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Taking stock of your finances: step four

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AR011063 01/2018

Repaying debt and saving

If you’ve followed the advice in steps one to three of this guide, you should have a goal – or goals – and feel confident that you can cut your spending by at least a few hundred pounds a year. Time to put these two things together.

Having reduced your monthly expenditure, the best way to cement those savings is to set up a regular direct debit into a bank account or savings plan, such as a stocks and shares ISA. 

But before you do so, make sure you clear any high interest debts first. 

For example, daily fees for unarranged overdrafts can easily cost you £100 a month, so make sure you get your balance back within the agreed limit. Even then, you could still be paying high interest (typically 15-20%) within an agreed overdraft limit, so make sure you try to run your account in credit at all times. 

Credit cards can also be costly. If you don’t think you will repay your balance quickly, try switching to card that offers 0% interest for an initial period, and aim to clear your debt before that period expires. 

Short-term to medium-term saving goals

Match short-term goals (from a few months up to four/five years) with short-term savings plans. For short-term goals, cash is king. You can’t afford to take too much risk over short periods as you don’t have the time to recover from a fall in the value of your investments. 

Consider an instant access cash ISA or an instant access savings account. Basic rate taxpayers who save in cash deposits can earn £1,000 a year in interest without paying tax and higher rate taxpayers can earn £500 a year. This means you are free to choose a non-ISA savings account if you can get a better interest rate (and you usually can).

If you have a lump sum to set aside, you could also consider a fixed-term deposit for any period from six months to five years. This might earn you a better rate of interest, although you would be penalised if you then wanted to access any fixed-term savings early. 

With interest rates so low, it won’t make a huge difference whether you go for instant access/term deposit rates or ISA/non-ISA rates. However, those savings have been hard won, so make the most of them even if you are only a few pounds better off.

Remember also that inflation may reduce the spending power of cash savings.


Medium-term goals

You might want to consider medium-term investments if you’re saving to pay for something 5 to 10 years into the future. 

Over this term, investors who are prepared to take more risk should go for a wider spread of investments, also known as ‘assets’. This could range from cash (instant access and fixed term deposits) to bond funds, through to share-based or ‘equity’ funds.

For people who find it difficult to choose what investments to buy, providers who sell ISAs and pensions usually provide a range of ‘ready-made’ funds or a portfolio of funds that match the amount of risk you are prepared to accept.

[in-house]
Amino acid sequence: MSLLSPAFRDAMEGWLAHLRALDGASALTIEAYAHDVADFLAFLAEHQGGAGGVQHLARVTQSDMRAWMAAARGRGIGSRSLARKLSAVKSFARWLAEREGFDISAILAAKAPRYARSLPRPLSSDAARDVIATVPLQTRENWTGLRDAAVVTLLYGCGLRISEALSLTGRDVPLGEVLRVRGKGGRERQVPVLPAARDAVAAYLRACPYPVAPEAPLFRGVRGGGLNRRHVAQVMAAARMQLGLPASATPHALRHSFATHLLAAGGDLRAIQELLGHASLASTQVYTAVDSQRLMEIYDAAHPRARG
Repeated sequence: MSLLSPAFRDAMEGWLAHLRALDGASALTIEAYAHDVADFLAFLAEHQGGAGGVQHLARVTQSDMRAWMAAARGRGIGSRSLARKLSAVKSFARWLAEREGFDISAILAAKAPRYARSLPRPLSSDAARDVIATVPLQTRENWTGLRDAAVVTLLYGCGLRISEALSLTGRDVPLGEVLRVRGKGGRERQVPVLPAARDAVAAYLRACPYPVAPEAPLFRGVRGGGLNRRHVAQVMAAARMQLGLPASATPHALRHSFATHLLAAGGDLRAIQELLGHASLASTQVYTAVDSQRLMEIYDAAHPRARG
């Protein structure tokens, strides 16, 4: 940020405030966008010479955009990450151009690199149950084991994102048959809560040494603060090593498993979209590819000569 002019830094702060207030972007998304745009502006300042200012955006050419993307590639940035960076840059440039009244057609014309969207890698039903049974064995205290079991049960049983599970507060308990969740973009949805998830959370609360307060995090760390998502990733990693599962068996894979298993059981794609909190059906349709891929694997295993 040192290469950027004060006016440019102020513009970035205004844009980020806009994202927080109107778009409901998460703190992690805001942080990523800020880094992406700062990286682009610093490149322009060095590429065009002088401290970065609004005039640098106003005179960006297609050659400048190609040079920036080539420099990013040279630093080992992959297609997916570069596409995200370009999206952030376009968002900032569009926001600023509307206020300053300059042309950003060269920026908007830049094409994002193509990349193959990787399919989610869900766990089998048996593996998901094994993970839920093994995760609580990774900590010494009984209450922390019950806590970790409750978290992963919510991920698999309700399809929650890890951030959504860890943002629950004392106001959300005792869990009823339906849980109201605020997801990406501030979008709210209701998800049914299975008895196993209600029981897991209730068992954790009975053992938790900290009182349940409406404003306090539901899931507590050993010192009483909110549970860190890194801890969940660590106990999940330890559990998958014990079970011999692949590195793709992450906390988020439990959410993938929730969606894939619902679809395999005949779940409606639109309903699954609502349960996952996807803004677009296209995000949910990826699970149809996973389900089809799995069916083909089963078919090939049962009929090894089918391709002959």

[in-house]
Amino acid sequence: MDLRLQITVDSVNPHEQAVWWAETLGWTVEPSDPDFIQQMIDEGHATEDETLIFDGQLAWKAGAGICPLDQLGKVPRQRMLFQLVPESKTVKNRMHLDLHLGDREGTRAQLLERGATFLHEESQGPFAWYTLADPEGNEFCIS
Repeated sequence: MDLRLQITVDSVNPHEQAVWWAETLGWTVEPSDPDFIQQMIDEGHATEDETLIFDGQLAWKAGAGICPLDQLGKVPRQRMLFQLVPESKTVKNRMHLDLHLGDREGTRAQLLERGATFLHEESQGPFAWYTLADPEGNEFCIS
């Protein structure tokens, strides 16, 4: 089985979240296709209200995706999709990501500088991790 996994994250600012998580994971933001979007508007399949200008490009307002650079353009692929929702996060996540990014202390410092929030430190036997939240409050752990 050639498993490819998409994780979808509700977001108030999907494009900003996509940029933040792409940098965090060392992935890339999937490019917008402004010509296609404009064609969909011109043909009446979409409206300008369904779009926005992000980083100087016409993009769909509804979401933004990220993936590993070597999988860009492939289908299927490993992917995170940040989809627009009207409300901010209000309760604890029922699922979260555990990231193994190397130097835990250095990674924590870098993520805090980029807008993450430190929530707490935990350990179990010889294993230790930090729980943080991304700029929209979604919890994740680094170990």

Longer-term goals

For goals that are 10 or more years away, shares (equities) have historically produced the best return over most, but not all, long periods. The return from shares is not guaranteed and the value can be volatile. Even over longer periods, most investors diversify their investments and keep some savings in bond funds, and some in cash. 


Regular savings

Regular saving reduces the risk of investing all of your savings when the market is at its peak value. That is because you are buying investments at the prevailing price each month, or each year, over a longer period. This means you will buy investments at closer to the average price rather than at the highest price.  

Remember that no investment is guaranteed and its value can go up and down. And you could end up getting back less than you invested.

Your attitude to risk and capacity for loss

You should also consider your own personal tolerance to investment risk.

If the thought of your savings falling by a large amount over a short period would make you lose sleep, then perhaps investments that are more volatile are not for you.

You might also be prepared to take more risk for some goals than others.

For example, it may be fine to accept the risk that your planned round-the-world trip could turn into a less extravagant trip if your investments don’t perform so well (or a more extravagant trip if your investments do perform well). But it may not be acceptable that you won’t be able to pay for the cost of your child’s university accommodation, if your investments perform badly.

If you’re unsure as to what investment approach would suit you best it’s recommended that you seek professional advice. Whatever investment approach you take, make sure that you review your investments regularly to ensure that they still meet your needs. 

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